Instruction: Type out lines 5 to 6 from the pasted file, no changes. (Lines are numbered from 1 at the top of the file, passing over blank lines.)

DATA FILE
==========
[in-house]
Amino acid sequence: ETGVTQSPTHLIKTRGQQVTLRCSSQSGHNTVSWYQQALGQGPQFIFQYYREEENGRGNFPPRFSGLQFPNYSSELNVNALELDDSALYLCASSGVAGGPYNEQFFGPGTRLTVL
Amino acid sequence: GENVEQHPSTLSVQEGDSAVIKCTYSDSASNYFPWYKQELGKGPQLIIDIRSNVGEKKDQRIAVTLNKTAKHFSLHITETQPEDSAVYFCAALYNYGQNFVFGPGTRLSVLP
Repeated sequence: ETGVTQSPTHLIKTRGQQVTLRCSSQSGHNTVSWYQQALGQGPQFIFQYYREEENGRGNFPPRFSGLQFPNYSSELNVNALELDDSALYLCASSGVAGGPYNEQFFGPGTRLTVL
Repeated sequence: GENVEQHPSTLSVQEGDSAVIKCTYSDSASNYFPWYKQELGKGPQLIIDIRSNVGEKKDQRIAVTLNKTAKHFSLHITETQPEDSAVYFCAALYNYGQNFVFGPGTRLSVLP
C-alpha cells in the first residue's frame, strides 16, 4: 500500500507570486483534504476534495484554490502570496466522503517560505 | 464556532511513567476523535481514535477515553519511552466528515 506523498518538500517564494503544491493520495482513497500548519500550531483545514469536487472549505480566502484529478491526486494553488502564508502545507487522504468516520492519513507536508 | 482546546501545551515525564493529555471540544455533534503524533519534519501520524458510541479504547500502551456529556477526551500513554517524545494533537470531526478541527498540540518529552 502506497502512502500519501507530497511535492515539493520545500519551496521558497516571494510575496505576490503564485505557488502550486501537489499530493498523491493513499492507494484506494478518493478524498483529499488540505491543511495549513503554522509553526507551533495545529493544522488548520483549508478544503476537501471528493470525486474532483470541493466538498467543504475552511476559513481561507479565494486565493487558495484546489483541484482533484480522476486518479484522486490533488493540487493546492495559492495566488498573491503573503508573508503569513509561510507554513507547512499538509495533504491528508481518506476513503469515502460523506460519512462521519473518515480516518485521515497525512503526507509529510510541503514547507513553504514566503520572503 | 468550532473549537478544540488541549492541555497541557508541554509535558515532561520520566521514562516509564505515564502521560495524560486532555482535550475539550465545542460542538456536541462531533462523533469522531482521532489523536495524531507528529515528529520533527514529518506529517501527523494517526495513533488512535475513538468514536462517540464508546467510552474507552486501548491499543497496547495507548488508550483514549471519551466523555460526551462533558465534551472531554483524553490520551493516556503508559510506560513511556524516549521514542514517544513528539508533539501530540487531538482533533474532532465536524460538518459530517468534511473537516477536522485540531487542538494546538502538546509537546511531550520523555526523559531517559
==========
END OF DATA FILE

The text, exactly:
Repeated sequence: GENVEQHPSTLSVQEGDSAVIKCTYSDSASNYFPWYKQELGKGPQLIIDIRSNVGEKKDQRIAVTLNKTAKHFSLHITETQPEDSAVYFCAALYNYGQNFVFGPGTRLSVLP
C-alpha cells in the first residue's frame, strides 16, 4: 500500500507570486483534504476534495484554490502570496466522503517560505 | 464556532511513567476523535481514535477515553519511552466528515 506523498518538500517564494503544491493520495482513497500548519500550531483545514469536487472549505480566502484529478491526486494553488502564508502545507487522504468516520492519513507536508 | 482546546501545551515525564493529555471540544455533534503524533519534519501520524458510541479504547500502551456529556477526551500513554517524545494533537470531526478541527498540540518529552 502506497502512502500519501507530497511535492515539493520545500519551496521558497516571494510575496505576490503564485505557488502550486501537489499530493498523491493513499492507494484506494478518493478524498483529499488540505491543511495549513503554522509553526507551533495545529493544522488548520483549508478544503476537501471528493470525486474532483470541493466538498467543504475552511476559513481561507479565494486565493487558495484546489483541484482533484480522476486518479484522486490533488493540487493546492495559492495566488498573491503573503508573508503569513509561510507554513507547512499538509495533504491528508481518506476513503469515502460523506460519512462521519473518515480516518485521515497525512503526507509529510510541503514547507513553504514566503520572503 | 468550532473549537478544540488541549492541555497541557508541554509535558515532561520520566521514562516509564505515564502521560495524560486532555482535550475539550465545542460542538456536541462531533462523533469522531482521532489523536495524531507528529515528529520533527514529518506529517501527523494517526495513533488512535475513538468514536462517540464508546467510552474507552486501548491499543497496547495507548488508550483514549471519551466523555460526551462533558465534551472531554483524553490520551493516556503508559510506560513511556524516549521514542514517544513528539508533539501530540487531538482533533474532532465536524460538518459530517468534511473537516477536522485540531487542538494546538502538546509537546511531550520523555526523559531517559